This is the woman you don’t know,
— unnamed, undone —
though you’ve heard how she turned
for a last look and that
was that. No time
for those twelve chapters
to creative awakening, with accompanying
exercises. Lot kept his head
down. Why is it that a woman can’t
give up what’s already gone? We all know
what curiosity plus cat equals. This time
God snapped his fingers,
reduced the city to ash,
along with two of Lot’s daughters, sons-in-law,
twins in the polks-dot stroller,
rattles on the rug,
a whatnot full of souvenirs:
the straw donkey from Spain, clay vase
from Mexico with the crack in it. Dishes
still in the sink, phone off the hook
and the voice of the angel
echoing loud in everyone’s ear.
Told you so.
who was left
to pick up the pieces? Soon Lot was sleeping
with his younger daughters,
but it was all so dreamlike. Across the plain,
the city kept burning. People made little cries
of distress, flames leapt
from one building
to another. Smoke filled the air.
Notes on the Poem
In "Lot's Wife", Anne Simpson adds contemporary details and voice to the story and fate of the eponymous biblical character and her family. To what end? Is the poem's potential thematic potency affected if the reader is not familiar with the underlying story to which it refers?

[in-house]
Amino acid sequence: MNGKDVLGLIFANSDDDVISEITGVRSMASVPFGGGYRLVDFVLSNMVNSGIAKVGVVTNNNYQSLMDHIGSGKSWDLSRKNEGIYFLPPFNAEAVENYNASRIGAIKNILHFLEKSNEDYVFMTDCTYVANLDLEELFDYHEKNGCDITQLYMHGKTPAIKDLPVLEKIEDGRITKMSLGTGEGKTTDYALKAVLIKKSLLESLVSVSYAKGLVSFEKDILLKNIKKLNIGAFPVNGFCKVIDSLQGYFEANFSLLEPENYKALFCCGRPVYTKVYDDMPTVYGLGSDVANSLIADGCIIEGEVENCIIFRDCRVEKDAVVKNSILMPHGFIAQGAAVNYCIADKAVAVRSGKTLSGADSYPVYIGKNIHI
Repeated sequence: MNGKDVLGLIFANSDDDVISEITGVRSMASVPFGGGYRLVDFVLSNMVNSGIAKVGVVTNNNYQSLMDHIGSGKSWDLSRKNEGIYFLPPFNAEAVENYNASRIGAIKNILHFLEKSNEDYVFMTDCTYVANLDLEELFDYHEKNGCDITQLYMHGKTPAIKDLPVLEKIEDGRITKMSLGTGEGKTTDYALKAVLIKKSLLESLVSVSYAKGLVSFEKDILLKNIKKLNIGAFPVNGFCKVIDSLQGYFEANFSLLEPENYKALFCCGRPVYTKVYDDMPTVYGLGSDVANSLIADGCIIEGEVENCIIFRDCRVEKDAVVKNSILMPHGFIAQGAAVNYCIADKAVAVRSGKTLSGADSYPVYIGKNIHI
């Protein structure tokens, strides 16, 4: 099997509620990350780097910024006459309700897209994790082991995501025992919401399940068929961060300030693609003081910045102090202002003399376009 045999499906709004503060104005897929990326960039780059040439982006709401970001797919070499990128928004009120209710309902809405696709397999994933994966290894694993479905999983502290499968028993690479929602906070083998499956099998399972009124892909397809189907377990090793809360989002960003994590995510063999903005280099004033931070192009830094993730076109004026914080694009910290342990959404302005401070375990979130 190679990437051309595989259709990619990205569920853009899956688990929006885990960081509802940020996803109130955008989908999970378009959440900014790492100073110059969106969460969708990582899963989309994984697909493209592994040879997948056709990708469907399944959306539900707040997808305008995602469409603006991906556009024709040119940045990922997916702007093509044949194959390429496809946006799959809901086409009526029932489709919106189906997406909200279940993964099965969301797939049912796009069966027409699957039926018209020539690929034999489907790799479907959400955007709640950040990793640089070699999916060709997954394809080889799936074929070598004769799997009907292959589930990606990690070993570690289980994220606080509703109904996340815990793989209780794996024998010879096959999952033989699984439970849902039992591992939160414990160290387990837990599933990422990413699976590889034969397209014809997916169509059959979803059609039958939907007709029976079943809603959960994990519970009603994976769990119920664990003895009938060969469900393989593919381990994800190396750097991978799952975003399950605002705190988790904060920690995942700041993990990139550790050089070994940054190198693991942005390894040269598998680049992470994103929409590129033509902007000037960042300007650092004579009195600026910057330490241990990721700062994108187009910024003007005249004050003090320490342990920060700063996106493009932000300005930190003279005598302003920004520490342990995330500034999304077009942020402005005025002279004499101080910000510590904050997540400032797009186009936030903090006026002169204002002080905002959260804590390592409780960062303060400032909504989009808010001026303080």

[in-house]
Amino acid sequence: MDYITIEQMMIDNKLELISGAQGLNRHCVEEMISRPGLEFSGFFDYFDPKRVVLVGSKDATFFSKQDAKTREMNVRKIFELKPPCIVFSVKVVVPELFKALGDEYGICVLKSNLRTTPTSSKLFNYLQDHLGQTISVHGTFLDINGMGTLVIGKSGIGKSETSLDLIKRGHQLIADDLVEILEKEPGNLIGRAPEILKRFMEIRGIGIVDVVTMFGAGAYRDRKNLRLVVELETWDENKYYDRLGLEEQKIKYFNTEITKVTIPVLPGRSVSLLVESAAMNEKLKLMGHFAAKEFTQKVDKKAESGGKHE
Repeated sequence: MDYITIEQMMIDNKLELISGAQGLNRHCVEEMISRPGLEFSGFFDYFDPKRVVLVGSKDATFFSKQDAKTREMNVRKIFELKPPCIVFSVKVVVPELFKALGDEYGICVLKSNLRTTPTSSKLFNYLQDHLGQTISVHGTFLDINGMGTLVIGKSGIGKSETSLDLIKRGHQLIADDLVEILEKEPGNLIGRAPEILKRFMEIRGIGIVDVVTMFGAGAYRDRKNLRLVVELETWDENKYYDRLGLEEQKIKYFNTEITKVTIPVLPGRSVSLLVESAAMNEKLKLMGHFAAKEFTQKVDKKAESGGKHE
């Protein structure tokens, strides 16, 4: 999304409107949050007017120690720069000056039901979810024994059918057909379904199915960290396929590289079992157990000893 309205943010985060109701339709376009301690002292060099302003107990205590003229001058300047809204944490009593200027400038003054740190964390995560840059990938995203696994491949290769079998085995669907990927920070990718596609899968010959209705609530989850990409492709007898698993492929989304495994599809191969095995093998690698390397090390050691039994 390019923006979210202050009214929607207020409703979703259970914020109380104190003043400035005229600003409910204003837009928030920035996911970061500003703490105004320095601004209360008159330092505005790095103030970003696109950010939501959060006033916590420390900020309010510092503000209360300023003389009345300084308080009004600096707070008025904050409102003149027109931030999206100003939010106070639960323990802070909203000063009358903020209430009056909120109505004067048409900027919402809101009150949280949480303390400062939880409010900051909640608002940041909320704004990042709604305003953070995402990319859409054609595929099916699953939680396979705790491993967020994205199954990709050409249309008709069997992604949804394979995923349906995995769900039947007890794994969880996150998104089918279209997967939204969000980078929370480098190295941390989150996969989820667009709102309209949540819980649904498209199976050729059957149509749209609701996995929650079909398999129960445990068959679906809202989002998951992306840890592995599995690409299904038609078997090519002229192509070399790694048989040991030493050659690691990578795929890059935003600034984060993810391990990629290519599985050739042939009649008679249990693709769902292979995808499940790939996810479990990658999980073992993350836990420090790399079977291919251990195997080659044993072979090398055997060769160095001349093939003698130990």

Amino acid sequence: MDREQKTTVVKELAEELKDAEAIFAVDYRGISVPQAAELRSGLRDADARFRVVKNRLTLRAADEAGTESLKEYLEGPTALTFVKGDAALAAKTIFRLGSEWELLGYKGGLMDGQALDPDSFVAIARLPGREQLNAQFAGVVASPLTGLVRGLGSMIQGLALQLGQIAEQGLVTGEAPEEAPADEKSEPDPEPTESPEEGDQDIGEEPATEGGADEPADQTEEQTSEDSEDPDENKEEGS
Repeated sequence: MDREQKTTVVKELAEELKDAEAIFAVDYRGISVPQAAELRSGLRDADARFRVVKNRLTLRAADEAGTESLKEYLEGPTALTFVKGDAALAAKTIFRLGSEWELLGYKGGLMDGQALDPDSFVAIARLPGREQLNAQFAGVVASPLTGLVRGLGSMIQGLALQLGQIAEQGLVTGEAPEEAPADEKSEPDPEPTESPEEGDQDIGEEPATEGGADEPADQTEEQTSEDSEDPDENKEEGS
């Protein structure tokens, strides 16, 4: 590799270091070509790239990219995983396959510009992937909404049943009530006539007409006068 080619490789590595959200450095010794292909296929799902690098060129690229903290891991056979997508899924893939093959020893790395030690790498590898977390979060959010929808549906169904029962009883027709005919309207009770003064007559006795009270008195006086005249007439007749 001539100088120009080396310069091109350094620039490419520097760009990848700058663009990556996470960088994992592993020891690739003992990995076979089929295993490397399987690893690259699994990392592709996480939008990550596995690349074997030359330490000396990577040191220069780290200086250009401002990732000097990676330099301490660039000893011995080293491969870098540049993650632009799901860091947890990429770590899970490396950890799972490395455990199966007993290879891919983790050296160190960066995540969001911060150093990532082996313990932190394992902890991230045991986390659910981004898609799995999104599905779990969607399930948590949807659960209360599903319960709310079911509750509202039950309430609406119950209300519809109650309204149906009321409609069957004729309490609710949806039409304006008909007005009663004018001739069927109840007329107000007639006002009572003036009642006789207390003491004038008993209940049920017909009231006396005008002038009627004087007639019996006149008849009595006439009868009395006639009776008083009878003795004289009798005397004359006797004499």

We asked a similar question with a previous Poem of the Week, "Ark" by John Glenday. In that poem, Glenday upends the story of Noah's ark to apply it to an entirely different story, that of a foundering relationship. That poem is constructed in such a way that the imagery could be construed as any ill-fated or ill-equipped voyage, not specifically the one on which Noah embarked. Certainly, that poem gains profundity with the specific association, but can stand on its own without it.
Does that also work with "Lot's Wife", or is the poem's power diminished or are certain references lost outright without knowledge of the original story? Minus the story, it seems that Lot's wife, some other family members and in fact much of an entire city have been visited with sudden and extreme devastation. The suggestion that Lot's wife's nosiness or slovenly housekeeping has brought down this level of punishment from on high seems excessive.
Lot himself does not impress. Just because he kept his head down, it seems he somehow survives the onslaught and goes on to abuse surviving members of his family. Even with the biblical context, the story and its outcomes are harsh and unrelenting, but without, this poem is additionally troubling and bewildering.